Borrow to contribute to RRSP?

Tax season is just around the corner. Heard a financial expert on TV suggested to borrow to contribute to RRSP. The rationale is that there will be tax refund since RRSP reduces the taxable income. I am not quite sure.

If a person has to borrow to contribute to RRSP and he or she has earned enough to benefit from the tax refund, what does it mean to this person’s finance? Is it possible he or she is living paycheck to paycheck and cannot generate any savings at all?

Now the interest rate is so high. The tax refund is not enough to return the borrowed fund assuming the refund is around 20% to 30% of RRSP contributions which is the borrowed amount. How can the person pay back the borrowed amount and when?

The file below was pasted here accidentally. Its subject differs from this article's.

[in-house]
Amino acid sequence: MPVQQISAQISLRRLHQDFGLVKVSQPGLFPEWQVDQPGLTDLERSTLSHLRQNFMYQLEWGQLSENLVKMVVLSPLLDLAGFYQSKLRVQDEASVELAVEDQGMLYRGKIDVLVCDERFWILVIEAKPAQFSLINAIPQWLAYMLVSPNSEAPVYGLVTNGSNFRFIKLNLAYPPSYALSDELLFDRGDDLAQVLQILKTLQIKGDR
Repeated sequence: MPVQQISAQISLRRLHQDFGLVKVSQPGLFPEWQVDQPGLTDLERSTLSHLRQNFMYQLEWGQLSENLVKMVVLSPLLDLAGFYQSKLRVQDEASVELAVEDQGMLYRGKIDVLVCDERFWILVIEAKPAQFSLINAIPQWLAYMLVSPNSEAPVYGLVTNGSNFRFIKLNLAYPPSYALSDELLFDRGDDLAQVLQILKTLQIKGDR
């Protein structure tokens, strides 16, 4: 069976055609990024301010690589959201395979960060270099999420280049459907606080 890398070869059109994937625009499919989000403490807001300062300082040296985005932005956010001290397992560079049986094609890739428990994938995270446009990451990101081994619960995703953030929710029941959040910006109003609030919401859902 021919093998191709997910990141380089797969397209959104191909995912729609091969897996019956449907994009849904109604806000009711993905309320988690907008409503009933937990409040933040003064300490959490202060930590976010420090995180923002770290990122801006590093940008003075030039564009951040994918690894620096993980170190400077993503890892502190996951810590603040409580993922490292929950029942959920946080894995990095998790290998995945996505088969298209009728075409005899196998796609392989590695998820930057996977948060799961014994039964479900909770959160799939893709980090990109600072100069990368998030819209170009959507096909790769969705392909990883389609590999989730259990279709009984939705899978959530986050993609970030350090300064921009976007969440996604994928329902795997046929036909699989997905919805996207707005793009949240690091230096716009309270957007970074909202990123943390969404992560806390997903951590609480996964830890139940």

I recalled when I was working at minimum wage many years ago as a secretary at a jewelry wholesale office. A lady from Scotiabank asked me to open an RRSP account at her branch. I don’t know what the commission or incentive systems at the bank at that moment for her exactly. I knew very little about RRSP at that time because I was new to Canada. I knew that I only have enough to pay for my rent, grocery, and other necessities. I was a bit embarrassed to tell her that I didn’t have any extra money for RRSP. I am glad that I didn’t borrow money back then to contribute. The RRSP room generated from my earnings back then carried forward and I was able to use them later after I got a better-paid job.

Please be very careful when it comes to borrow money to invest especially when a person is new to investing and also hardly can generate any savings.

Published by Worthfy

Financial literacy and counselling

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